Scientists agree that climate change is on the way. But what's it going to cost? In Germany alone the price tag will be immense: up to 800 billion. That, at least, is the latest prediction from the German Institute for Economic Research (DIW) released Wednesday.
The DIW economists have worked out the costs for Germany based on a simulation model of climate change. The result: Germans will have to spend an additional 800 billion by 2050 as a direct result of global warming. The damage caused by more extreme weather alone will cost the German economy an estimated 330 billion. And the report warns: "If there is not an appreciable intensification in climate protection, then by 2100 the resulting costs of climate change could reach 3 trillion."
The DIW study is based on the assumption that the average global temperature will increase by 4.5 degrees Celsius. That is the upper level of the forecast by the UN Intergovernmental Panel on Climate Change (IPCC). In February the body released a report based the evaluation of countless studies and models and came to the conclusion that the average temperature will rise by between 2 and 4.5 degrees Celsius by 2100.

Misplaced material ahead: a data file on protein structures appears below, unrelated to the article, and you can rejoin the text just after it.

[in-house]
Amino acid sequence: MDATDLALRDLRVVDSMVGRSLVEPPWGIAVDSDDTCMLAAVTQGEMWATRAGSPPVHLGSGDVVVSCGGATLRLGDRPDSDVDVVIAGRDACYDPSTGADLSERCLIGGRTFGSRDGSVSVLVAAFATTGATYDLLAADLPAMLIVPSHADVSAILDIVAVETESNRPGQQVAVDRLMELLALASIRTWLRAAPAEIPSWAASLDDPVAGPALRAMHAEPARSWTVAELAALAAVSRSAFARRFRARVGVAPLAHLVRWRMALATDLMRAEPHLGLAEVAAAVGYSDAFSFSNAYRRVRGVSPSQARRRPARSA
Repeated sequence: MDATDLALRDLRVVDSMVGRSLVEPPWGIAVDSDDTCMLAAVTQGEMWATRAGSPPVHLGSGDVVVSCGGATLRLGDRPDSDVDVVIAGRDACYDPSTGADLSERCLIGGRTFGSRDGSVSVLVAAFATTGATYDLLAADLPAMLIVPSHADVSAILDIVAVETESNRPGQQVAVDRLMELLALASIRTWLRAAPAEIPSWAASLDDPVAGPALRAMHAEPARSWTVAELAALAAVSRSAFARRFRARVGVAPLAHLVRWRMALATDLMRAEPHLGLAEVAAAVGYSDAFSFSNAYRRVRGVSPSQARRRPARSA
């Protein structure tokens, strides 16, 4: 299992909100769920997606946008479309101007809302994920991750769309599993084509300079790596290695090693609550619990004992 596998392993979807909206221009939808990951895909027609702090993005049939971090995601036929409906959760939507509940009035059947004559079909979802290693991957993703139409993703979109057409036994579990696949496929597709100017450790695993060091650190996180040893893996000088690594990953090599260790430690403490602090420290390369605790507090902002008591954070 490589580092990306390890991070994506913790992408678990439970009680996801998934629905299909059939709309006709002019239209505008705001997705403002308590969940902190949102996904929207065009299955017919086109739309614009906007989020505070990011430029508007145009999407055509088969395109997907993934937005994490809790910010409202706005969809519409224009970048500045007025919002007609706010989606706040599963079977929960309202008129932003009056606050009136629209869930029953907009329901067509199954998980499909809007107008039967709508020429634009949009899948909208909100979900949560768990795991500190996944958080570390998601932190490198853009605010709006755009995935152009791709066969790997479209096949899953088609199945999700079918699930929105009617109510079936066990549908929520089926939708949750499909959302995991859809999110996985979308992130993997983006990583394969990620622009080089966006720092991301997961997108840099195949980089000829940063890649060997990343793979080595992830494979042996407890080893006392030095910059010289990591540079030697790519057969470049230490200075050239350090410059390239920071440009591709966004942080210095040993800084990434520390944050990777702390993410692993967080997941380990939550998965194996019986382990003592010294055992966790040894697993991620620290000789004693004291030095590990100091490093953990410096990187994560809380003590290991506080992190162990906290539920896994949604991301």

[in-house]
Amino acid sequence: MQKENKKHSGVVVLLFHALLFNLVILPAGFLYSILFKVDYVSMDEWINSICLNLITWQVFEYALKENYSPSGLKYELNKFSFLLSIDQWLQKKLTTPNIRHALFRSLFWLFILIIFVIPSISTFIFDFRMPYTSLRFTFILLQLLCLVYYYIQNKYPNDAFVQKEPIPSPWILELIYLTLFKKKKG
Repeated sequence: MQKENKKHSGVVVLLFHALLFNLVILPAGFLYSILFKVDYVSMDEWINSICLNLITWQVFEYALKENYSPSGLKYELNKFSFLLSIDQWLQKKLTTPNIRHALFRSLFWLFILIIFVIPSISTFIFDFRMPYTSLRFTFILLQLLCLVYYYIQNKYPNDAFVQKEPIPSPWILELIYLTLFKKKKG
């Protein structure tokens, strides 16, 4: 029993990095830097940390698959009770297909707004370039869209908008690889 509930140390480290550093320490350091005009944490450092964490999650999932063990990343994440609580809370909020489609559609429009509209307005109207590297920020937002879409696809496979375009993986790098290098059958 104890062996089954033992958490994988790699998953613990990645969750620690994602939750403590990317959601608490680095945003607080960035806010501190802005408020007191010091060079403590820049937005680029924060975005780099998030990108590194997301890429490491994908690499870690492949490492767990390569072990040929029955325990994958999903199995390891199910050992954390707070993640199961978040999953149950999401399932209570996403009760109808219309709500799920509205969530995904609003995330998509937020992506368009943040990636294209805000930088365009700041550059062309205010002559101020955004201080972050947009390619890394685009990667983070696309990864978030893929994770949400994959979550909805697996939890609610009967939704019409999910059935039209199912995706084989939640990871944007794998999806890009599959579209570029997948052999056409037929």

The DIW findings are based on a range of different costs resulting from climate change. Direct damage will cost the economy around 330 billion, with the tourism, agriculture and insurance sectors most effected. For example, if temperatures increase by as much as 4.5 degrees Celsius, then German ski resorts will be "snow-free."
The projected increased energy costs will amount to around 300 billion, a lot of which will have to be born by private households. A further 170 billion will be required for measures to deal with the consequence of climate change, such as protection walls and dikes.
tropical diseases in Germany and a rise in heat-related deaths in the second half of the century.
The institute predicts that the costs incurred will dampen economic growth by up to 0.5 percent a year over the next 50 years. And almost every economic sector will be hit.
This is not the first time the economic costs of global warming have been laid bare. In a report last November, the British government adviser Nicholas Stern recommended that one percent of national GDP should be set aside each year to offset the costs of climate change.
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